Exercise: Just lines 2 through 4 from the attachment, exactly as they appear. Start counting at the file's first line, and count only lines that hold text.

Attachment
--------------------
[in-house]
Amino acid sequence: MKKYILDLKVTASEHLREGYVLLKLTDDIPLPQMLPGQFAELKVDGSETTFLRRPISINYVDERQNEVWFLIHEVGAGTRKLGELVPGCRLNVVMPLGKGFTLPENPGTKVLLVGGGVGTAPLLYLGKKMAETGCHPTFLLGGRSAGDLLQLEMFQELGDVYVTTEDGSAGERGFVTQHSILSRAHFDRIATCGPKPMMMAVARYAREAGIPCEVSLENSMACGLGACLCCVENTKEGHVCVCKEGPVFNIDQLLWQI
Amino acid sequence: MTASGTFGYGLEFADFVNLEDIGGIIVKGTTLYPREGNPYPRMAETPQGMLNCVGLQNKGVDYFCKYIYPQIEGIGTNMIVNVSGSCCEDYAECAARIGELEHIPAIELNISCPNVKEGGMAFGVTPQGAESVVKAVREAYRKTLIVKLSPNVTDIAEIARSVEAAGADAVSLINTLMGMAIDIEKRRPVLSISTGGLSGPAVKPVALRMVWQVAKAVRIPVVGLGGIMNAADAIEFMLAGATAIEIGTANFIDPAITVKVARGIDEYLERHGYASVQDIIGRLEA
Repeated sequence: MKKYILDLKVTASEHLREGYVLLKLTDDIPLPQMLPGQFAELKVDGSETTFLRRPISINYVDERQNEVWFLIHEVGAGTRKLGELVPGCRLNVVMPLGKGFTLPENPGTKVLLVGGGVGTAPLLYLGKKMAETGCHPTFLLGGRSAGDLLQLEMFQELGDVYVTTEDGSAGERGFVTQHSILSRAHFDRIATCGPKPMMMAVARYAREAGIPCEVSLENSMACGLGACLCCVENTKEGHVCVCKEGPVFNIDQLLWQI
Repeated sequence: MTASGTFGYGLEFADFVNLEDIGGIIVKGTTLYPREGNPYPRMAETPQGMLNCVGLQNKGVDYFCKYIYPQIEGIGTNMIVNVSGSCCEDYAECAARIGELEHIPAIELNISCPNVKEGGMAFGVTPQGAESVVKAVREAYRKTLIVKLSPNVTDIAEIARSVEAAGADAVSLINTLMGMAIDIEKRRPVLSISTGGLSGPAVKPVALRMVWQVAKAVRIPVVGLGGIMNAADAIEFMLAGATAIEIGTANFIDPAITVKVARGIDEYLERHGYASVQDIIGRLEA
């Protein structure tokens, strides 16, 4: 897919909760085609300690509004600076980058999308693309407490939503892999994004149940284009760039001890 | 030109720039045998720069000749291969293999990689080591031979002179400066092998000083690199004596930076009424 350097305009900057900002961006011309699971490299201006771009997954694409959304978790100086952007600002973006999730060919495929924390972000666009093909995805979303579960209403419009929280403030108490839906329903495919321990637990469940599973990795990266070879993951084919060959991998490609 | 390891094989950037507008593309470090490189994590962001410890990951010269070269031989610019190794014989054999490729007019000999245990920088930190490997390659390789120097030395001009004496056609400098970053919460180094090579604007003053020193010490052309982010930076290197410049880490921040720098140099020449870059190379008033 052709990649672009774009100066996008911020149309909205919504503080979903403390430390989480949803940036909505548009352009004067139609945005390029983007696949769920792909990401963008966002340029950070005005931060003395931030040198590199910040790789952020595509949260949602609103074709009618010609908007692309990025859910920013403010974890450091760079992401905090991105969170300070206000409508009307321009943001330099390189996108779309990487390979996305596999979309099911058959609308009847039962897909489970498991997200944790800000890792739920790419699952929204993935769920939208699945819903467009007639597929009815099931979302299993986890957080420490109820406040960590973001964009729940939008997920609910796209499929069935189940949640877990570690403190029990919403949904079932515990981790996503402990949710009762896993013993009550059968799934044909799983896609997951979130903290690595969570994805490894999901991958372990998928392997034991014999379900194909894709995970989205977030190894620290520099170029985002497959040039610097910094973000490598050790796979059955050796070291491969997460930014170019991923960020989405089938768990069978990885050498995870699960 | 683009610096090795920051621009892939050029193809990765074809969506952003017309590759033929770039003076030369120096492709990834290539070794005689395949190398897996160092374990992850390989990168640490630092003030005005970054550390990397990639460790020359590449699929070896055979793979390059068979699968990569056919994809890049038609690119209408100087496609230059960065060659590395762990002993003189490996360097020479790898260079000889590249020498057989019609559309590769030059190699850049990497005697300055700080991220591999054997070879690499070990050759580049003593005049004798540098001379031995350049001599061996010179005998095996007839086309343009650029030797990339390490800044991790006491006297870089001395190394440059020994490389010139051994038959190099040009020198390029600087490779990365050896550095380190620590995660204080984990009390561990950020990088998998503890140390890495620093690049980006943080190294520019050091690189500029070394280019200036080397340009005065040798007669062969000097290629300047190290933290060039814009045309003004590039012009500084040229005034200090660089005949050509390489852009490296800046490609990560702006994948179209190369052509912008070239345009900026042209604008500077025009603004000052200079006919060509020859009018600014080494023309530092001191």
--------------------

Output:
Amino acid sequence: MKKYILDLKVTASEHLREGYVLLKLTDDIPLPQMLPGQFAELKVDGSETTFLRRPISINYVDERQNEVWFLIHEVGAGTRKLGELVPGCRLNVVMPLGKGFTLPENPGTKVLLVGGGVGTAPLLYLGKKMAETGCHPTFLLGGRSAGDLLQLEMFQELGDVYVTTEDGSAGERGFVTQHSILSRAHFDRIATCGPKPMMMAVARYAREAGIPCEVSLENSMACGLGACLCCVENTKEGHVCVCKEGPVFNIDQLLWQI
Amino acid sequence: MTASGTFGYGLEFADFVNLEDIGGIIVKGTTLYPREGNPYPRMAETPQGMLNCVGLQNKGVDYFCKYIYPQIEGIGTNMIVNVSGSCCEDYAECAARIGELEHIPAIELNISCPNVKEGGMAFGVTPQGAESVVKAVREAYRKTLIVKLSPNVTDIAEIARSVEAAGADAVSLINTLMGMAIDIEKRRPVLSISTGGLSGPAVKPVALRMVWQVAKAVRIPVVGLGGIMNAADAIEFMLAGATAIEIGTANFIDPAITVKVARGIDEYLERHGYASVQDIIGRLEA
Repeated sequence: MKKYILDLKVTASEHLREGYVLLKLTDDIPLPQMLPGQFAELKVDGSETTFLRRPISINYVDERQNEVWFLIHEVGAGTRKLGELVPGCRLNVVMPLGKGFTLPENPGTKVLLVGGGVGTAPLLYLGKKMAETGCHPTFLLGGRSAGDLLQLEMFQELGDVYVTTEDGSAGERGFVTQHSILSRAHFDRIATCGPKPMMMAVARYAREAGIPCEVSLENSMACGLGACLCCVENTKEGHVCVCKEGPVFNIDQLLWQI